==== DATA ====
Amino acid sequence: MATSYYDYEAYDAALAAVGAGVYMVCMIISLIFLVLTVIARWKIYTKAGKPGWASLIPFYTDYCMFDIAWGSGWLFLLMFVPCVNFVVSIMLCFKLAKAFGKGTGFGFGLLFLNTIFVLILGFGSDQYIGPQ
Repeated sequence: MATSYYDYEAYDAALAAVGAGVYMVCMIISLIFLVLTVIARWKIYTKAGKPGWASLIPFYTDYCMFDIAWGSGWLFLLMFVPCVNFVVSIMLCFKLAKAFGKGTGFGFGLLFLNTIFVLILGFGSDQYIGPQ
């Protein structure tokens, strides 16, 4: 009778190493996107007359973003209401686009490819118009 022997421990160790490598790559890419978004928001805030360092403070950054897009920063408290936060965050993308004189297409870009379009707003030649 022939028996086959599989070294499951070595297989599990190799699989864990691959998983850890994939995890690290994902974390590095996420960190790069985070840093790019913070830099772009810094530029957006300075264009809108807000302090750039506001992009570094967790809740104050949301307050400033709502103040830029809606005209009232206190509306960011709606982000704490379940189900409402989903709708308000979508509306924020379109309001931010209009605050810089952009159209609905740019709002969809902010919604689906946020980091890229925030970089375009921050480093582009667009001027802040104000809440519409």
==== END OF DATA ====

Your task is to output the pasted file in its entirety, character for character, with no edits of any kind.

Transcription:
Amino acid sequence: MATSYYDYEAYDAALAAVGAGVYMVCMIISLIFLVLTVIARWKIYTKAGKPGWASLIPFYTDYCMFDIAWGSGWLFLLMFVPCVNFVVSIMLCFKLAKAFGKGTGFGFGLLFLNTIFVLILGFGSDQYIGPQ
Repeated sequence: MATSYYDYEAYDAALAAVGAGVYMVCMIISLIFLVLTVIARWKIYTKAGKPGWASLIPFYTDYCMFDIAWGSGWLFLLMFVPCVNFVVSIMLCFKLAKAFGKGTGFGFGLLFLNTIFVLILGFGSDQYIGPQ
């Protein structure tokens, strides 16, 4: 009778190493996107007359973003209401686009490819118009 022997421990160790490598790559890419978004928001805030360092403070950054897009920063408290936060965050993308004189297409870009379009707003030649 022939028996086959599989070294499951070595297989599990190799699989864990691959998983850890994939995890690290994902974390590095996420960190790069985070840093790019913070830099772009810094530029957006300075264009809108807000302090750039506001992009570094967790809740104050949301307050400033709502103040830029809606005209009232206190509306960011709606982000704490379940189900409402989903709708308000979508509306924020379109309001931010209009605050810089952009159209609905740019709002969809902010919604689906946020980091890229925030970089375009921050480093582009667009001027802040104000809440519409």